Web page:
“We do developmental work,” Wettergreen explains in Almost Human. “We determine what is possible—we test future concepts.”
While Red Whittaker has the tendency to focus on the “big idea,” meanwhile, David Wettergreen understands the need for the smaller steps that ultimately lead to larger results. “One of the ways in which Red and I differ is that I view progress as incremental—there is an order for things,” Wettergreen told Lee Gutkind. “In the last century, exploration meant a bunch of people on a boat who went to Antarctica, got stuck in the ice for two years and ate penguins. Half of them survived and then came back and told the story. But with robotics, that doesn’t need to happen. We can explore previously impenetrable places and expand the frontier of knowledge further than anyone could have ever imagined—and no one has to die. This is what I want to do, expand the frontier of knowledge.”
Because of William “Red” Whittaker and David Wettergreen, a well as numerous other students and faculty members spotlighted within the pages of Almost Human, the Robotics Institute of Carnegie Mellon University has already “expanded the frontier of knowledge.” CMU may not receive the billion dollar grants that are awarded to the Jet Propulsion Laboratory or the Johnson Space Center, but its accomplishments are just as important and noteworthy as those of its government-funded counterparts.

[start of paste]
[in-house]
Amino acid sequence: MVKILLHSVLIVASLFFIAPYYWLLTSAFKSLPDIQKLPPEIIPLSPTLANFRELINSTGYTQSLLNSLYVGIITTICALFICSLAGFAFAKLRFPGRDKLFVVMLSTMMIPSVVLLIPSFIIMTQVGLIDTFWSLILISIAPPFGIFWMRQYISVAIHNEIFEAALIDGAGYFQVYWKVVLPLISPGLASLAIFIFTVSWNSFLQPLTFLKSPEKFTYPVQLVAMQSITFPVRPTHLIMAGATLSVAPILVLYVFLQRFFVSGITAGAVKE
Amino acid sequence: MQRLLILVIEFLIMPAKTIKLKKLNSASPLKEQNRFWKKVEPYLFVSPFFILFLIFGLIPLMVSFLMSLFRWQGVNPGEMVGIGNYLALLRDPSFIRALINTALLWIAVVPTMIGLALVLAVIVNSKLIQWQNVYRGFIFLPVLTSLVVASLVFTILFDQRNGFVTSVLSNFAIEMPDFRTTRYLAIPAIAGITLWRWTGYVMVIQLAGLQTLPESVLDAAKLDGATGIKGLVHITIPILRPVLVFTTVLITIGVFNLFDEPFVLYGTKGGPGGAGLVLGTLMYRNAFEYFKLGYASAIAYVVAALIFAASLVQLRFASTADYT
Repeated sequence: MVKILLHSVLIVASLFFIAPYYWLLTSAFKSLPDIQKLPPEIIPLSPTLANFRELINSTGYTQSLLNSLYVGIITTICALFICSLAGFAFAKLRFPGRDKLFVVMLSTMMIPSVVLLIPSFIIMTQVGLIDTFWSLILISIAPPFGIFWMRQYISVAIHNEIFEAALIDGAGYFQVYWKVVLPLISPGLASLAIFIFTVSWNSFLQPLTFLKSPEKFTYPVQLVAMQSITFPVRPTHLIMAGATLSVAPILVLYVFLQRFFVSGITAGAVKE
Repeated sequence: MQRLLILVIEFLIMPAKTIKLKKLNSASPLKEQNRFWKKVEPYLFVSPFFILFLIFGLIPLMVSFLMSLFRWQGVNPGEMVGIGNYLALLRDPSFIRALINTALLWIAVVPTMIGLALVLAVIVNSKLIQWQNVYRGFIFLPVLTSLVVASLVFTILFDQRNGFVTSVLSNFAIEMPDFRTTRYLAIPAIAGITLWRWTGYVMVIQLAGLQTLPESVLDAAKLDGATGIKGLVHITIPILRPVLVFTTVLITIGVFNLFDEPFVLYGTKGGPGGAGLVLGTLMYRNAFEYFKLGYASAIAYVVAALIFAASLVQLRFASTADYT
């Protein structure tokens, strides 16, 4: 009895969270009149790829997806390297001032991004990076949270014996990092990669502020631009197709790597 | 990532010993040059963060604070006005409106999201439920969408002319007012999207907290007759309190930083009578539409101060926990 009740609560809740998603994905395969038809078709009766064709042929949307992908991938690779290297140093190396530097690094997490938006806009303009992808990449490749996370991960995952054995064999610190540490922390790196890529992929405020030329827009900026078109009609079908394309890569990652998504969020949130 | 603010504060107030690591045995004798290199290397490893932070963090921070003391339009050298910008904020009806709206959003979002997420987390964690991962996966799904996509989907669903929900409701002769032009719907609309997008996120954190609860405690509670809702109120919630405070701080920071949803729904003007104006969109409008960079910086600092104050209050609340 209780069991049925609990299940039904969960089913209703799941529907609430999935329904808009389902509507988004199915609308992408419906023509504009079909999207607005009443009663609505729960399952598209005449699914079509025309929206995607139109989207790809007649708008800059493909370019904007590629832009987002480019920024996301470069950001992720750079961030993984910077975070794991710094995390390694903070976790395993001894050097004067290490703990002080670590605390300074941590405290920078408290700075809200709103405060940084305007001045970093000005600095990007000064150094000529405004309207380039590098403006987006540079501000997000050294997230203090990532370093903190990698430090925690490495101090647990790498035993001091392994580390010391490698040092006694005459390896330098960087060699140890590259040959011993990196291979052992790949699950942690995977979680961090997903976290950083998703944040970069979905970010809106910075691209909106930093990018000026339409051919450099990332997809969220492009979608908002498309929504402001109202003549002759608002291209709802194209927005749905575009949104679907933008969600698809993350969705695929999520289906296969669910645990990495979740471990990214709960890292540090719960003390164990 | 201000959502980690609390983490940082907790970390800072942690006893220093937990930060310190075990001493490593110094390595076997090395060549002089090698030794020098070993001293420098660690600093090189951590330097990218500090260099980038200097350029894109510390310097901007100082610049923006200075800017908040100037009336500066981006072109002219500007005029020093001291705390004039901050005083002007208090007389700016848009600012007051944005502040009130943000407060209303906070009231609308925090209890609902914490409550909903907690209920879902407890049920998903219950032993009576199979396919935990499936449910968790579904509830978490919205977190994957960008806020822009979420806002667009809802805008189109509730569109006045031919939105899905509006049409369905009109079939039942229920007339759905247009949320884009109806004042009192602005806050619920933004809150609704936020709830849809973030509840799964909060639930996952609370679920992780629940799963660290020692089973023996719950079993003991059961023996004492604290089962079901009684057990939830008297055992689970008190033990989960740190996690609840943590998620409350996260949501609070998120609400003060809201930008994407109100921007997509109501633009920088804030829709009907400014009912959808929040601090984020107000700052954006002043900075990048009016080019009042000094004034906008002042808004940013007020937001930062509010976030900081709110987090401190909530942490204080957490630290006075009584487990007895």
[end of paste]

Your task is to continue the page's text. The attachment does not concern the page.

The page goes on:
“We are a pretty transparent organization,” David Wettergreen explains in Almost Human: Making Robots Think. “People can come and visit us and see the chaos happening day and night. Mistakes are made. Corners are cut. They will also see a lot of excitement and energy and sometimes, incredible innovation. Having been one of those children, it amazes me what can be accomplished. There is something about this place that allows young and inexperienced people to ramp up fast.”
All of which makes the Carnegie Mellon University Robotics Institute the ideal place to be when it comes to robotics research in the Twenty First Century.